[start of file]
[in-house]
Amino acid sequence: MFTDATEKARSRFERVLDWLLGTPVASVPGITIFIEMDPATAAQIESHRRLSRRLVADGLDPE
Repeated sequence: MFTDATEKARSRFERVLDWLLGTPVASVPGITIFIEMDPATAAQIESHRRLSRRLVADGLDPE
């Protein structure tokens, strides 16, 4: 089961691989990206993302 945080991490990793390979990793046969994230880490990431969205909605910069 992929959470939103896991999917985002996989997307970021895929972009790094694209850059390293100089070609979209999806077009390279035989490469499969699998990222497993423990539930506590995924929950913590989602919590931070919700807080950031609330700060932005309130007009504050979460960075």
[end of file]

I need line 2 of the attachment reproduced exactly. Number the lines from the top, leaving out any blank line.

Amino acid sequence: MFTDATEKARSRFERVLDWLLGTPVASVPGITIFIEMDPATAAQIESHRRLSRRLVADGLDPE